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Does Your Stock Broker Offer In-Person Service?

Sept. 30, 2014
Brokers, Investing
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In today’s 24/7, hyper-connected world, you don’t need to hire an actual person to help you trade stocks. You can simply open a brokerage account online and begin buying equities with a click of the mouse.

But what if you’re a new investor who needs one-on-one guidance? Or what if you need advice about setting up a retirement account or a 529 college savings plan? There are some instances where you may want face-to-face, personalized service to accomplish your financial goals.

When do you need in-person investment advice?

Here are a few potential scenarios where you may want to speak with an advisor in person.

If you’re brand new to investing and have no idea how to create or manage a portfolio, the process can be quite intimidating. In this case, it might not be the best idea to begin trading stocks on your own.

Instead, you may want to meet with a professional who can teach you the basics of investing, help you decide which stocks or bonds to buy and sell, teach you the importance of diversification and how to allocate funds into different asset classes, and manage your portfolio.

What if you need help setting up a trust or estate account to protect your assets after your death? Brokerage professionals would be able to walk you through the estate planning process and could offer you tax advice. In this case, sitting down with an expert could be a better option than trying to open an online account on your own, search for information on the Internet or phone someone for help.

If you’re a wealthier investor, you may require more face-to-face contact and advice than someone who’s just starting out with a small portfolio. Personalized advisory services can provide this type of investor with one-on-one support, to help grow and preserve wealth.

If you decide to establish a college fund for one of your children, you may want some help getting started. For example, should you consider a 529 college savings plan, an education savings account or a custodial account for your child? What investments should you choose for the account, and what are the tax implications and the penalties for early withdrawals? A professional can help you figure it all out.

These are just a few scenarios where you might need in-person advice with a professional.

Brokerage firms that offer in-person advice—and what you’ll pay for it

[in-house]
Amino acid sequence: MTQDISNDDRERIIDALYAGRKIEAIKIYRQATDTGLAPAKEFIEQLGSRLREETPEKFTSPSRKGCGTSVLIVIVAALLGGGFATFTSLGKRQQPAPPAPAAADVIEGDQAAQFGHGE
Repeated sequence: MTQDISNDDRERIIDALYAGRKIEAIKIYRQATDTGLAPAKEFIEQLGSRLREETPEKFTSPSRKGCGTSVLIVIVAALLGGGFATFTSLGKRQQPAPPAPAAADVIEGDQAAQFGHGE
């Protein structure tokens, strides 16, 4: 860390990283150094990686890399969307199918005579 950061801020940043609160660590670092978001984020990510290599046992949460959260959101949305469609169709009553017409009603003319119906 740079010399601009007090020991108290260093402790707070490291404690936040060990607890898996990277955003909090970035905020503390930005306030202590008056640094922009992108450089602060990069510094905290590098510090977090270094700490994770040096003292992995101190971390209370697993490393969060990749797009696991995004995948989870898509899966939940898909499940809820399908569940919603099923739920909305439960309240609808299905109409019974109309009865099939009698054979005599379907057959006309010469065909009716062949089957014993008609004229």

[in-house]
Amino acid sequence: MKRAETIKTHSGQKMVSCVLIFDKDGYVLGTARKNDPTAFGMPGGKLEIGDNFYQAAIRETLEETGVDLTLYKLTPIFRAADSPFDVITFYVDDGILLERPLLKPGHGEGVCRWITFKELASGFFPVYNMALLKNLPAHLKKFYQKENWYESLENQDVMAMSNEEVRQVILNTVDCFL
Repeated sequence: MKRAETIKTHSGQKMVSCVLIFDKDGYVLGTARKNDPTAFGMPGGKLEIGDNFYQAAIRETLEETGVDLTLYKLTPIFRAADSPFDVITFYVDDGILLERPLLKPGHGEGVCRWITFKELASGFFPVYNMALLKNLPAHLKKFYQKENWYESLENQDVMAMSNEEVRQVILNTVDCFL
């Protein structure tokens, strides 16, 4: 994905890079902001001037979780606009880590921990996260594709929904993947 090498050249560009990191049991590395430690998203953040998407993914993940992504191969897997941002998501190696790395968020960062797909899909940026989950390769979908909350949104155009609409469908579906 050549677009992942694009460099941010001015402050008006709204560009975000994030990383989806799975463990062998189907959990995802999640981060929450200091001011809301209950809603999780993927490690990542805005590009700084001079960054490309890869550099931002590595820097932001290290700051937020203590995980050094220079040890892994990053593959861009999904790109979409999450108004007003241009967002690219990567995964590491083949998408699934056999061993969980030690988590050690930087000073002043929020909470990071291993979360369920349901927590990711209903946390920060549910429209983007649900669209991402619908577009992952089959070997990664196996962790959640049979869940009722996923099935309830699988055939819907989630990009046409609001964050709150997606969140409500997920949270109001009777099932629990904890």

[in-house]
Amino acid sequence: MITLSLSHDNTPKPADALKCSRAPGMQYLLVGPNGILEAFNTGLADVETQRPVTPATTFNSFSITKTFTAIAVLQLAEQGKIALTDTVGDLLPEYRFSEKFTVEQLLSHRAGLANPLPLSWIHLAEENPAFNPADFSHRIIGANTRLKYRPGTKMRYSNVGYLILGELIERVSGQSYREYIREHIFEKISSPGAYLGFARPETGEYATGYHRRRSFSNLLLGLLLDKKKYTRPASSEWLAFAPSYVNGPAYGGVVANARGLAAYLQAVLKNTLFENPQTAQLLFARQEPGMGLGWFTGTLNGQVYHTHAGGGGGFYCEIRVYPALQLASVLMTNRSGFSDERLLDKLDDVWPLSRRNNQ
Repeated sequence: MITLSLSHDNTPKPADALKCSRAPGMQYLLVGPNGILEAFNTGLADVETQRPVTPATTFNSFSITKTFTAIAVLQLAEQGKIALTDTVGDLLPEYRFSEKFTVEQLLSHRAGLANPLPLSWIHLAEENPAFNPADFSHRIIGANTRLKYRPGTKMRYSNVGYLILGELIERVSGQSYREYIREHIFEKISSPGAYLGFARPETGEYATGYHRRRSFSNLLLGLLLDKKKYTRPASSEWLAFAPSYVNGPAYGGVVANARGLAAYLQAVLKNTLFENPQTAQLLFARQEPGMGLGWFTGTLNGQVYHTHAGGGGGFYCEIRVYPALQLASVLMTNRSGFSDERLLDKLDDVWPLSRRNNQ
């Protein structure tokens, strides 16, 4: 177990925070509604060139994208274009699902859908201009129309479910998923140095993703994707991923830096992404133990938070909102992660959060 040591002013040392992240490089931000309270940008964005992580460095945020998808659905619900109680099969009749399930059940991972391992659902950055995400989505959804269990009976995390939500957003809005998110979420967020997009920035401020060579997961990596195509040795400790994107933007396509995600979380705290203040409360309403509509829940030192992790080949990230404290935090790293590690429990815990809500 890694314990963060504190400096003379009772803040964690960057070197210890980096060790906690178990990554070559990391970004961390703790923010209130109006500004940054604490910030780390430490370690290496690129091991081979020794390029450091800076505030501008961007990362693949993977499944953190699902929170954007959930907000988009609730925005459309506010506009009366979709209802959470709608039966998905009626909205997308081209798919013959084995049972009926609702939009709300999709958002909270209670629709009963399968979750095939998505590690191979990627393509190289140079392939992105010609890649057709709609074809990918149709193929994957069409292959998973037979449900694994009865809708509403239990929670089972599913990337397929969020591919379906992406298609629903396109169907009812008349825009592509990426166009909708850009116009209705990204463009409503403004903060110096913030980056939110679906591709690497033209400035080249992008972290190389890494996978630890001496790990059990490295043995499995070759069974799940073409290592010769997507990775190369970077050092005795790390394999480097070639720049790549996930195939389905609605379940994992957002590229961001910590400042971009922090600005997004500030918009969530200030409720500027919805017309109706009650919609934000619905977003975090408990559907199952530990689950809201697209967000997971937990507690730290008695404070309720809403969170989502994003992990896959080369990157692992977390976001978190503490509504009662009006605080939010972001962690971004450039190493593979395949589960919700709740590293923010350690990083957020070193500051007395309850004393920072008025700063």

Some discount brokers offer professional portfolio management services and in-person advice, sometimes at a cost. Here are a few examples:

TD Ameritrade offers broker-assisted market orders, but also provides professional portfolio management services at more than 100 branches nationwide. Amerivest, the company’s affiliated investment advisor, requires a minimum initial investment of $25,000, with annual advisory fees up to 1.25%.

Fidelity Investments is another example, as the company offers investment guidance, retirement planning, wealth management services and investment guidance at its 170-plus branches. Fidelity’s portfolio advisory service requires a minimum of $50,000 to begin and charges an annual advisory fee between .63% and 1.7%, depending on the amount of assets invested.

Scottrade is a brokerage with more than 500 branches nationwide. The company offers in-person educational seminars, in addition to online podcasts and daily market commentary.

At E-Trade, one-on-one assistance is available at the company’s 28 branches. The firm’s financial consultants offer investment recommendations, professional portfolio management and guidance for retirement.  A minimum of $25,000 is required for the company’s managed investment portfolio service, and fees range from .65% to .90% of assets.

Charles Schwab has a number of physical locations. The company offers in-person workshops, covering everything from the basics of finance to complex trading strategies. The brokerage offers managed portfolio services that invest in mutual funds and Exchange-Traded Funds (ETFs) for clients. The service requires a minimum investment of $25,000 and fees start at .90%.

If you think you’ll need more support than what a discount broker offers, you may want to consider a full-service, traditional broker, which offers comprehensive services.

Examples of full-service brokers include Edward Jones, Raymond James, Merrill Lynch, Wells Fargo and Morgan Stanley. While you’ll likely pay more in commissions and fees, a professional will work with you one-on-one, walking you through the investing process. He or she will help you build and manage your portfolio, plan your retirement and navigate tax and legal issues.

Financial planning and investing can get quite complicated, and no one’s needs are the same as another person’s. That’s why in-person brokerage services remain relevant to many investors.